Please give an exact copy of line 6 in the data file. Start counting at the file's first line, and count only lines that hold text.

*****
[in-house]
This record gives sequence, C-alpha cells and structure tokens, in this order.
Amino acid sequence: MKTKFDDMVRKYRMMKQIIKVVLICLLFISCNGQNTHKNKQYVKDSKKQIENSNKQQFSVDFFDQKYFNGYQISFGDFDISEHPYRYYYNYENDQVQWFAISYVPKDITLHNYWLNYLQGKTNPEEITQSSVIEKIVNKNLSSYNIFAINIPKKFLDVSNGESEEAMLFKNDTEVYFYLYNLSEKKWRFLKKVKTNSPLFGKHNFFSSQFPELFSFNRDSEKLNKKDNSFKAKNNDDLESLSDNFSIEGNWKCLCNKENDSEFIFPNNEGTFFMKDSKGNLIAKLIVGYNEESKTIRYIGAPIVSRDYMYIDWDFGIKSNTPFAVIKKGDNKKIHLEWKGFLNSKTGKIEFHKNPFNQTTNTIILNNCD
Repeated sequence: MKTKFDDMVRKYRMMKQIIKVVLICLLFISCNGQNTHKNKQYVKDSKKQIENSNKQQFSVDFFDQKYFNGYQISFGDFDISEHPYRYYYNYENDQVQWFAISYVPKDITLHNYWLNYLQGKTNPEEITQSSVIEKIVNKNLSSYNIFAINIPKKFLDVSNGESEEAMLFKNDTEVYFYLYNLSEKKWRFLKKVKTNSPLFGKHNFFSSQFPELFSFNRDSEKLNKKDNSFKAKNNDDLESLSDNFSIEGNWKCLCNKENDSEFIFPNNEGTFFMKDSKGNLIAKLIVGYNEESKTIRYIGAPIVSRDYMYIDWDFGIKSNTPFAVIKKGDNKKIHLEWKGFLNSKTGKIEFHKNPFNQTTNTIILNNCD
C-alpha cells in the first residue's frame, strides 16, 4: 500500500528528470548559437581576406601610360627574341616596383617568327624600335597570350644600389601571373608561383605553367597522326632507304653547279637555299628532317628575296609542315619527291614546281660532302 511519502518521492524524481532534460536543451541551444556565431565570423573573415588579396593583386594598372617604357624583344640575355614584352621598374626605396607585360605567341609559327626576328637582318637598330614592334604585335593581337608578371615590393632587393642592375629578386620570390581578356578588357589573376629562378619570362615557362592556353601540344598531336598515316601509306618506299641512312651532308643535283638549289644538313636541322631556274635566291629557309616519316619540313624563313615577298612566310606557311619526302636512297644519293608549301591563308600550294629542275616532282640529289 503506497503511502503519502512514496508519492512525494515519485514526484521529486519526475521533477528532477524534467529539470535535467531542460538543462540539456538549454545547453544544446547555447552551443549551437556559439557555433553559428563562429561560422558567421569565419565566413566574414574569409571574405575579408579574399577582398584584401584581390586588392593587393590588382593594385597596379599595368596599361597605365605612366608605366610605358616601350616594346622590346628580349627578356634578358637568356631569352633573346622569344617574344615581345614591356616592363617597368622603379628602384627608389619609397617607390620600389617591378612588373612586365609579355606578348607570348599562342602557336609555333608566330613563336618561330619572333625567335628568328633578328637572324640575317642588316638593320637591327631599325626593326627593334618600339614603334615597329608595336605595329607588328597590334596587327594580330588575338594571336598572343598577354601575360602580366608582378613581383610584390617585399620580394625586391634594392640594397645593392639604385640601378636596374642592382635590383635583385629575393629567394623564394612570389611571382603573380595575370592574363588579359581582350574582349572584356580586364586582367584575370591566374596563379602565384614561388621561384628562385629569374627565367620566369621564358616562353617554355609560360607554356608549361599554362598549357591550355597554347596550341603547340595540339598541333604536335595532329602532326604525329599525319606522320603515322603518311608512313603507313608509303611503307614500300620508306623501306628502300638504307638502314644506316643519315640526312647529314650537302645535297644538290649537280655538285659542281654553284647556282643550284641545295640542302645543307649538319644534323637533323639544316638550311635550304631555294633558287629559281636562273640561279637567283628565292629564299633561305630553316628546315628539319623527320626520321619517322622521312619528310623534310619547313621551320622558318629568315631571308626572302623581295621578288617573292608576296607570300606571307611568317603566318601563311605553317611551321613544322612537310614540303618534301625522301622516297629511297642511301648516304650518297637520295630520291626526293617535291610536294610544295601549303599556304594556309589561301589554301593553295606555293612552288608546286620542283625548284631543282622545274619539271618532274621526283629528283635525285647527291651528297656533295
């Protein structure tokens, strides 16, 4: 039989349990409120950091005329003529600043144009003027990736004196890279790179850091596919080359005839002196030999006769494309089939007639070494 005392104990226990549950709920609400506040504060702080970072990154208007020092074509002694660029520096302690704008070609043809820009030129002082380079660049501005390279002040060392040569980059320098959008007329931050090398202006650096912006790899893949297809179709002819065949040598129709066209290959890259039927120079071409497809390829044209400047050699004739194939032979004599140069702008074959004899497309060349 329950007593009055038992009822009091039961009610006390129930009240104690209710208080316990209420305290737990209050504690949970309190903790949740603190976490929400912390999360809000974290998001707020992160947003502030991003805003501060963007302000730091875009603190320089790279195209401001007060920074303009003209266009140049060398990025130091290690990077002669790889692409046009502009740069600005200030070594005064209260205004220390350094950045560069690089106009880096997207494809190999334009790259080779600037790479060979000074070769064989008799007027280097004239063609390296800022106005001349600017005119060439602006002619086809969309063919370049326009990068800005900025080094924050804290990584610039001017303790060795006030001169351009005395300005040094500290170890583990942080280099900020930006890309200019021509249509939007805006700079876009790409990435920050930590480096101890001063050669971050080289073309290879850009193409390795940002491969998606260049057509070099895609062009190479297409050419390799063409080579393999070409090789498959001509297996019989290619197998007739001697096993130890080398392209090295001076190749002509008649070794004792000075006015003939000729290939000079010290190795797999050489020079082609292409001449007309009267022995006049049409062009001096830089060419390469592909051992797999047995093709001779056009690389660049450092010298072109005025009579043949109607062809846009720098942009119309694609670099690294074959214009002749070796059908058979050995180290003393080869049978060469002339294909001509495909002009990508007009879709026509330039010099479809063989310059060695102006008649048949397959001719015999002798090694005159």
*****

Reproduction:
């Protein structure tokens, strides 16, 4: 039989349990409120950091005329003529600043144009003027990736004196890279790179850091596919080359005839002196030999006769494309089939007639070494 005392104990226990549950709920609400506040504060702080970072990154208007020092074509002694660029520096302690704008070609043809820009030129002082380079660049501005390279002040060392040569980059320098959008007329931050090398202006650096912006790899893949297809179709002819065949040598129709066209290959890259039927120079071409497809390829044209400047050699004739194939032979004599140069702008074959004899497309060349 329950007593009055038992009822009091039961009610006390129930009240104690209710208080316990209420305290737990209050504690949970309190903790949740603190976490929400912390999360809000974290998001707020992160947003502030991003805003501060963007302000730091875009603190320089790279195209401001007060920074303009003209266009140049060398990025130091290690990077002669790889692409046009502009740069600005200030070594005064209260205004220390350094950045560069690089106009880096997207494809190999334009790259080779600037790479060979000074070769064989008799007027280097004239063609390296800022106005001349600017005119060439602006002619086809969309063919370049326009990068800005900025080094924050804290990584610039001017303790060795006030001169351009005395300005040094500290170890583990942080280099900020930006890309200019021509249509939007805006700079876009790409990435920050930590480096101890001063050669971050080289073309290879850009193409390795940002491969998606260049057509070099895609062009190479297409050419390799063409080579393999070409090789498959001509297996019989290619197998007739001697096993130890080398392209090295001076190749002509008649070794004792000075006015003939000729290939000079010290190795797999050489020079082609292409001449007309009267022995006049049409062009001096830089060419390469592909051992797999047995093709001779056009690389660049450092010298072109005025009579043949109607062809846009720098942009119309694609670099690294074959214009002749070796059908058979050995180290003393080869049978060469002339294909001509495909002009990508007009879709026509330039010099479809063989310059060695102006008649048949397959001719015999002798090694005159």